A powerful and accessible introduction to this new visual culture, How to See the World reveals how images shape our lives, how we can harness their power for good, and why they matter to us all.
Visit Nicholas Mirzoeff's website.

--Marshal Zeringue

"Lion Island"

New from Atheneum Books for Young Readers: Lion Island: Cuba's Warrior of Words by Margarita Engle.

About the book, from the publisher:

In a haunting yet hopeful novel in verse, award-winning author Margarita Engle tells the story of Antonio Chuffat, a young man of African, Chinese, and Cuban descent who became a champion of civil rights.

Asia, Africa, Europe—Antonio Chuffat’s ancestors clashed and blended on the beautiful island of Cuba. Yet for most Cubans in the nineteenth century, life is anything but beautiful. The country is fighting for freedom from Spain. Enslaved Africans and nearly-enslaved Chinese indentured servants are forced to work long, backbreaking hours in the fields.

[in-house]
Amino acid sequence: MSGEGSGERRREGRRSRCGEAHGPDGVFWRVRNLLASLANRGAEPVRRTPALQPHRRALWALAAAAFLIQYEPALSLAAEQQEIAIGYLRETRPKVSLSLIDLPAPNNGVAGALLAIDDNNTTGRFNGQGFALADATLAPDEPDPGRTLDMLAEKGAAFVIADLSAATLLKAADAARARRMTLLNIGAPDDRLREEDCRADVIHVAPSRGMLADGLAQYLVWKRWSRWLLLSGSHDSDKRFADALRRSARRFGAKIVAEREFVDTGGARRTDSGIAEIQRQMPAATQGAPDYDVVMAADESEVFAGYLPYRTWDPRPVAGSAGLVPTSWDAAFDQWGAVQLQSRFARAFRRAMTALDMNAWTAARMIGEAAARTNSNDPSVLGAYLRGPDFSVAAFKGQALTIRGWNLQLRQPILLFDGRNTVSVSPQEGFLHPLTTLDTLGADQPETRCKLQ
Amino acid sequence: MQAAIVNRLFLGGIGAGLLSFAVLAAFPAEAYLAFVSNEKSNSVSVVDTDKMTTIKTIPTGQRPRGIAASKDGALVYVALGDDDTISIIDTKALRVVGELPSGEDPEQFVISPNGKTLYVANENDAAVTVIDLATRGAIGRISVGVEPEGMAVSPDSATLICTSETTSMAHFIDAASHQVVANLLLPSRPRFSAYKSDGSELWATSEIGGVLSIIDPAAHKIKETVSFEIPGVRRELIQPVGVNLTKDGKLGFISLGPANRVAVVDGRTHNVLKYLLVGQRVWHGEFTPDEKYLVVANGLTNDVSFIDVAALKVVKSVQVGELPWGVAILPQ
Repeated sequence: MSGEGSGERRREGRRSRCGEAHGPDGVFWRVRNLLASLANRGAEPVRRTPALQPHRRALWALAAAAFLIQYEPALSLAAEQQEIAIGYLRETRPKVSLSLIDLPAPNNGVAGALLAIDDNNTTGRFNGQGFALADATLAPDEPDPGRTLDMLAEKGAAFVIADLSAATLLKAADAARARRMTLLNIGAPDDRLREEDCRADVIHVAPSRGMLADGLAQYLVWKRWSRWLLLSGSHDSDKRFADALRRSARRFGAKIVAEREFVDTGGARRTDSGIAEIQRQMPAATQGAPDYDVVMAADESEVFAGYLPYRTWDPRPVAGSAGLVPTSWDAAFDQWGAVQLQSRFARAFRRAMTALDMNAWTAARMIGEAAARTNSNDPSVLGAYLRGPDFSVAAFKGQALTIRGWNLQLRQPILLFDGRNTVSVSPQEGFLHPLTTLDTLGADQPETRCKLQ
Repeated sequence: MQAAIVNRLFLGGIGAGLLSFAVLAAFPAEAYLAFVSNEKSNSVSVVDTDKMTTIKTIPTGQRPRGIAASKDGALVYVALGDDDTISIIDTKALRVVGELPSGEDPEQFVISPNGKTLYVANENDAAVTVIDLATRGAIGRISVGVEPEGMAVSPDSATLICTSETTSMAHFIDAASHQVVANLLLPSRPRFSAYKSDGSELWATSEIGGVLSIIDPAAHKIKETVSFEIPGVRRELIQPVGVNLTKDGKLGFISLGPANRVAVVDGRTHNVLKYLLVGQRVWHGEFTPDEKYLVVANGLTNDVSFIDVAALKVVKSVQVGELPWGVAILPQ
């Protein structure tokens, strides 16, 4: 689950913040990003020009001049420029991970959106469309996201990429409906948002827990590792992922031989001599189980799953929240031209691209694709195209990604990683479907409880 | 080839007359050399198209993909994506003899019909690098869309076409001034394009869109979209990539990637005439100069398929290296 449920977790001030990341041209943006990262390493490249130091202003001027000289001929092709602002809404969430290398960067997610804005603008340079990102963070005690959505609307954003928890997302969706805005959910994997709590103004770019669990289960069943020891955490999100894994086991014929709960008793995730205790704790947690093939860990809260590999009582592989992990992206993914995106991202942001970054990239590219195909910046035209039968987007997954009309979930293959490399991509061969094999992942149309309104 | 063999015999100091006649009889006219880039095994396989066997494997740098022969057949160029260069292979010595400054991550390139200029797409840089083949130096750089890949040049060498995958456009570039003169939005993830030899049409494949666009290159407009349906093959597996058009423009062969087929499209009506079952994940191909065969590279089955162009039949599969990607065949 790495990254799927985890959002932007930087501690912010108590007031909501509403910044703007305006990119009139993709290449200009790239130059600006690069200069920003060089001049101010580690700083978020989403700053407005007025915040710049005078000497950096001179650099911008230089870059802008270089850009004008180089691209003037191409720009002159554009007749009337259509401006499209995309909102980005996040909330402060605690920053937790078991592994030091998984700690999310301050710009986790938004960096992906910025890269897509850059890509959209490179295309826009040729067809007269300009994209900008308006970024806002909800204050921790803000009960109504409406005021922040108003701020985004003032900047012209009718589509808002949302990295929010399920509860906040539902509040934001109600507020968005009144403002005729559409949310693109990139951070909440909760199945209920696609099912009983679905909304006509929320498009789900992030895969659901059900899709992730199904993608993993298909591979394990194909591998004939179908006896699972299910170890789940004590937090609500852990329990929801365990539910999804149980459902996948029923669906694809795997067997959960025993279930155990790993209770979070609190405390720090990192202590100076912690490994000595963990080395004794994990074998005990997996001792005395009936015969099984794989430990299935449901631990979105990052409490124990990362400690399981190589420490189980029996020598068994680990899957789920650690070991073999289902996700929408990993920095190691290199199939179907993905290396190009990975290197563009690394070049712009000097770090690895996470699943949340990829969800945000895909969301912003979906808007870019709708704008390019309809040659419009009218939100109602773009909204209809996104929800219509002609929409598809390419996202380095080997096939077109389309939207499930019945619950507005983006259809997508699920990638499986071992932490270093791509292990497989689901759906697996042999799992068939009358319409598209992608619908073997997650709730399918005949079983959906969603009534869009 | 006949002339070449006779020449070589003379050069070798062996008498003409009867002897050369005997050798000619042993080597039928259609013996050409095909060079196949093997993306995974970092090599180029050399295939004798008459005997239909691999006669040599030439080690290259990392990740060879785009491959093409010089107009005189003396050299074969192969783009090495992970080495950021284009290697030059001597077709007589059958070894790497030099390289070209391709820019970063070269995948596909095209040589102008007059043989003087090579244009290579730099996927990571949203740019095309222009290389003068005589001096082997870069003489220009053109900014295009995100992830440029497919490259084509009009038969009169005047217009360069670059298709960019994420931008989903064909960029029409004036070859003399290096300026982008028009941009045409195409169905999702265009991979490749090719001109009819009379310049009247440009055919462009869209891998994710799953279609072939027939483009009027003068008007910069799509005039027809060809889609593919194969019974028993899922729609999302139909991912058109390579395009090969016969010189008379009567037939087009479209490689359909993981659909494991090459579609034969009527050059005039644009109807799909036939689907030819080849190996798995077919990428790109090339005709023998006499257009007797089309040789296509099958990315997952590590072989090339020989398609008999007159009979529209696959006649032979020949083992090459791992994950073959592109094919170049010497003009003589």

So Antonio feels lucky to have found a good job as a messenger, where his richly blended cultural background is an asset. Through his work he meets Wing, a young Chinese fruit seller who barely escaped the anti-Asian riots in San Francisco, and his sister Fan, a talented singer. With injustice all around them, the three friends are determined that violence will not be the only way to gain liberty.
Visit Margarita Engle's website.

Coffee with a Canine: Margarita Engle & Maggi and Chance.

My Book, The Movie: The Lightning Dreamer.

My Book, The Movie: Mountain Dog.

The Page 69 Test: Silver People.

The Page 99 Test: Enchanted Air.

--Marshal Zeringue

"Denying to the Grave"

New from Oxford University Press: Denying to the Grave: Why We Ignore the Facts That Will Save Us by Sara E. Gorman and Jack M. Gorman.

About the book, from the publisher:

Why do some parents refuse to vaccinate their children? Why do some people keep guns at home, despite scientific evidence of risk to their family members? And why do people use antibiotics for illnesses they cannot possibly alleviate? When it comes to health, many people insist that science is wrong, that the evidence is incomplete, and that unidentified hazards lurk everywhere.